In addition, nearly 102 million Euros ($133 million) in support payments started to flow to farmers in December 2004. Retirement incentives are being offered to farmers aged 55 and up, until 2006. The initial phase of the program will be able to support 60,000 to 70,000 farmers until they reach age 65, after which they will automatically be covered by Poland's national retirement program. Farmers who own more than 1 hectare of land are admissible and monthly payments range from $325 to $800, depending on how many hectares of land, up to 23 (56.8 acres), they are willing to sell. The goal is to restructure Polish agriculture and increase the national average size of Polish farms to at least 8 hectares (19.768 acres) of land.

Disease Outbreaks

As the borders opened, Poles have had to deal with yet another phenomenon. Massive numbers of feeder pigs are imported for finishing, taking advantage of Poland's feed prices, lowest in the EU, and significant slaughter returns. These imports have also introduced diseases such as adenomatosis, Mycoplasmal pneumonia, porcine reproductive and respiratory syndrome (PRRS) and atrophic rhinitis, explains Stanislaw Szafinski, DVM, of Sarbia, Poland. The cost of vaccination and medication can reach $5/head. Production costs are estimated at $0.55/lb.
Suzanne Deutsch

Summer Show Pig Problems

Each summer our office receives questions about show pig challenges from parents of 4-H or FFA members, agricultural instructors or feed providers.

While show pig production doesn't represent a large part of our industry, it certainly represents big business, as noted by the growth of show pig sales and high-dollar boars sold at state fairs, the World Pork Expo and shows throughout the Midwest.

Since today's youth are the future of the swine industry, it behooves us to take these issues seriously, provide sound advice, wisdom and mentoring.

Case Study No. 1

We were called to examine a 250-lb. barrow which had an extremely swollen hock joint and was putting very little weight on that leg. The barrow was still eating, but when palpated, the joint was red and warm to the touch.

Typically, the county fair was only 10 days away and pigs were to be slaughtered after the fair. Our diagnosis was that the joint was hot, red and swollen due to an infection. We had the youth inject the antibiotic ceftiofur and an anti-inflammatory agent. Both products had a withdrawal time of less than 10 days, and thus we felt comfortable with their administration.

These pigs were housed on concrete. We suggested the owners move them into a grassy lot and hose down the joint twice daily with cold water.

Fortunately, this barrow responded well to therapy and was able to be shown at the county fair with a minimal amount of swelling and no noticeable lameness.

Case Study No. 2

We were called to investigate the sudden death of one pig and moderate diarrhea in several other show pigs within the same group.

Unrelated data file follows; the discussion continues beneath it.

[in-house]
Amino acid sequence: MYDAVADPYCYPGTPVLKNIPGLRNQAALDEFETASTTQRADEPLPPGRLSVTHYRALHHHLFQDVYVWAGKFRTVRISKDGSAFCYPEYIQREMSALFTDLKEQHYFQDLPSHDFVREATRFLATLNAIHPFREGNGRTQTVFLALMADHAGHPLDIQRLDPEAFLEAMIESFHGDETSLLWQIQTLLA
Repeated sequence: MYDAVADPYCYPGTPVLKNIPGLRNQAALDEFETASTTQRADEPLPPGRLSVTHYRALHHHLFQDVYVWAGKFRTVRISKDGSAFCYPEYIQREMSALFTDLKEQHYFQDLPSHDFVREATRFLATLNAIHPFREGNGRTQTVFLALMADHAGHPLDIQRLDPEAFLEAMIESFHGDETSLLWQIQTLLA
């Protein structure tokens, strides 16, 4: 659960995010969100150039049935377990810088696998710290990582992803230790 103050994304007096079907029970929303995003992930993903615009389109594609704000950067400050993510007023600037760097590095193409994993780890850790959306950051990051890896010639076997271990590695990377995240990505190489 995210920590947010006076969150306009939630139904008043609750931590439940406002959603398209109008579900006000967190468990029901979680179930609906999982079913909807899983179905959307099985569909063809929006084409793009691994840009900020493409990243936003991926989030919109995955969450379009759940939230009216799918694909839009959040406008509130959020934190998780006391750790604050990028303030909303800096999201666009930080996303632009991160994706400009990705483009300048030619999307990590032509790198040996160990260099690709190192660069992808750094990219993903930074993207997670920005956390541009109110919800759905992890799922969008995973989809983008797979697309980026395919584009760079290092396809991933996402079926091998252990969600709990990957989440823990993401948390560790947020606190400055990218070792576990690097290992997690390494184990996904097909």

This family had purchased show pigs from several farms and grouped them together in one large dirt lot. The pigs had been vaccinated for Mycoplasmal pneumonia and atrophic rhinitis.

Necropsy revealed signs consistent with acute ileitis. Other findings during the investigation also revealed roundworm and whipworm infestations. Multiple therapies were implemented for this group of pigs, including injectable tylosin and water-soluble tylosin for ileitis.

Fenbendazole was applied in the feed for roundworm and whipworm control. Feed-grade medications were used later for ileitis control.

We thoroughly discussed the risk of mixing multiple sources of pigs, and the importance of proper deworming procedures. Product withdrawal times were discussed. On follow-up, the pigs responded well and were in good shape by fair time.

Case Study No. 3

A 4-H youth had recently purchased show pigs from another client. These pigs had been reared indoors and were moved to facilities with steel huts and dirt/pasture lots.

Pigs were on the new farm for a week when the student called to complain they were having “seizures.” The pigs would walk normally for several steps, and then fall to the ground as if they had pinched a nerve in their backs.

With several recent warm, sunny days, a diagnosis of sunburn was made over the phone. We had the owner inject a prescription anti-inflammatory product for pain, and apply Aloe Vera gel to the backs of the pigs. We also recommended more shade for the lots, and the use of water medications to help prevent secondary staphlococcus infections. Pigs were very young and had plenty of recovery time prior to the show season.

Case Study No. 4

We were called to investigate sudden death of a pig two weeks before the county fair. The owner reported this had been the largest, fastest-growing pig within the group. The week prior had been extremely hot, and the youth had been watering down the pigs daily to keep them cool. While doing so, they also watered down the feed, hoping to improve feed intake.

Necropsy revealed signs consistent with Hemorrhagic Bowel Syndrome (HBS). While we felt this was probably an isolated event, we recommended using both water medications and feed-grade antibiotics. While not sure of the relationship of gruel feeding to HBS, we also suggested feeding dry feed only.

In this case, we advised the youth to retain pigs after the show until proper drug withdrawal times were met, then market them.

Summary

Show pig season can be a great learning experience and fun family project. It can also be painful when one of our kids has a sick pig or loses a pig they've been working with. Call your veterinarian when questions arise. Remember there are no stupid questions. Quick and early intervention is always our best hope for success. Continue to work with and mentor the youth in your community.